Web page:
Remote Work Blog

Advice and Guidance on Going Remote

    Don’t Burn Your Bridges: How To Resign From Your Job With Grace and Style

    Congratulations! You just got an offer for a wonderful new remote job… but there’s just one catch. You have to say goodbye to your current employer. Eek!

    Maybe you loved your job and you face an emotional farewell. Or, maybe you hated every minute of it and you’ve been counting the days till you could walk out the door one last time. Whatever the case, most people admit to feeling a little nervous when the time comes to put in your resignation.

    Will your boss be angry? Are you already feeling guilty about the work you’ll be leaving behind? Will your close colleagues be happy for you, or could there be some resentment that you’re moving on?

    You’ll probably have a lot of different thoughts running through your head, however, it’s time to set your worries aside and focus on what’s more important: your resignation announcement.

    The way in which you go about your resignation can influence your career in the future, and knowing how to resign gracefully will protect your longer-term career interests.

    Here are some guidelines to move to your next position with grace and style.

    1. Give the correct amount of notice.

    Check your company’s policies and procedures regarding the required notice period. It could be a week or two, or even a month or more. There could even be an exit interview or other formality to follow.


    Whatever the case, abide by the policies and avoid sticking around longer just because you feel bad for your boss or colleagues. If your boss required two weeks notice, but belatedly realized she actually needs four weeks for a smooth handover to your successor, that’s not your problem. Your boss has miscalculated and needs to accept the cost of her business decision.

    2. Don’t accept client calls or emails AFTER you leave.

    Unless you have a consulting contract in place after you leave, you shouldn’t continue to take calls or emails from customers on work related matters. If your company needs additional help, offer to work as a paid consultant with a contract in place – just get everything in writing. Transitioning to your new job should be your number one priority.

    3. Know the company’s policy regarding disclosures and no-compete agreements.

    Some companies are extremely proprietary about their processes and their people. Once you resign, you may have to leave the workplace immediately. Or your new company may ask you not to work for your former employer, even on a part-time basis. Find out what the policies are in advance of resigning so you’re well aware of your rights.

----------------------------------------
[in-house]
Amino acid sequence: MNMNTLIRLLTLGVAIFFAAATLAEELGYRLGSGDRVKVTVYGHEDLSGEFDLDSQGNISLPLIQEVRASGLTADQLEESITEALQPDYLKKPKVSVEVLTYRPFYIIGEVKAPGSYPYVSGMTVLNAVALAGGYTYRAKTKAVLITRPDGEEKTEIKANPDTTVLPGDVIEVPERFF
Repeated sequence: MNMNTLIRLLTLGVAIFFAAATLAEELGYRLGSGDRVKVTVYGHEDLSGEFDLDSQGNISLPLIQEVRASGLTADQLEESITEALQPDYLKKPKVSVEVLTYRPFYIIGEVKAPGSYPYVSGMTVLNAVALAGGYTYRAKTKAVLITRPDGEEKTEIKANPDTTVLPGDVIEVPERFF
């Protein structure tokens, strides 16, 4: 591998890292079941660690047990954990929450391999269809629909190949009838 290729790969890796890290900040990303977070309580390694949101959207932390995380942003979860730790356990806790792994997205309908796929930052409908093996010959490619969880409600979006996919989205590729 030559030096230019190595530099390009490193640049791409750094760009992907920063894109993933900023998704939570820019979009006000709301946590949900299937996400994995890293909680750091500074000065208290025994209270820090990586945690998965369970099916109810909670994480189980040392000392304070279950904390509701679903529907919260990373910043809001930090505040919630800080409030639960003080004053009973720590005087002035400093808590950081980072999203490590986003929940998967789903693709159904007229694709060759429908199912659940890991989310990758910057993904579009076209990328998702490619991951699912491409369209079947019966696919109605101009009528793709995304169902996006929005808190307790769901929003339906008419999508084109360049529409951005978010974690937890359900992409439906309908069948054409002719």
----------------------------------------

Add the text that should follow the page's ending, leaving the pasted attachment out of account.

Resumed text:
4. Don’t spread the news about your resignation BEFORE you actually resign.

    It’s never a good idea to tell your friends or work colleagues about your decision to resign before you’ve actually done it. Be professional and speak to your boss first.

    5. Thank your boss and coworkers.

    So you might be keen to leave, but remember, it’s a small world. Don’t burn your bridges! You never know when you might encounter your boss or coworkers at a conference or networking group.

    Thank your boss and your coworkers for the opportunity to learn which has led to your newest and exciting career move.  Even if you’re really angry and hated your boss, find something good to say. Remain professional and you will most likely benefit from strong references and goodwill.

    6. Treat the exit interview as a business formality, not a therapy session.

    When your boss asks why you’re leaving, be upbeat and positive: “for a better opportunity.” Talk about how much you loved working for the company and your job. You never know where your comments will turn up, mangled and misinterpreted.

    7. Resist the temptation to share the details of your future position.

    When you resign, your boss or a work colleague might try to assess your salary or other information pertaining to your new role. However, details of your future employment should remain confidential, even from your close friends in the company.

    8. Focus on your new opportunity – not your past experience.

    It might sound blunt…. but once you’re gone, you’re history. And often your work colleagues will barely remember your name a week after you leave. Focus on your future role and making a smooth transition, and be excited about the prospect of learning something new.


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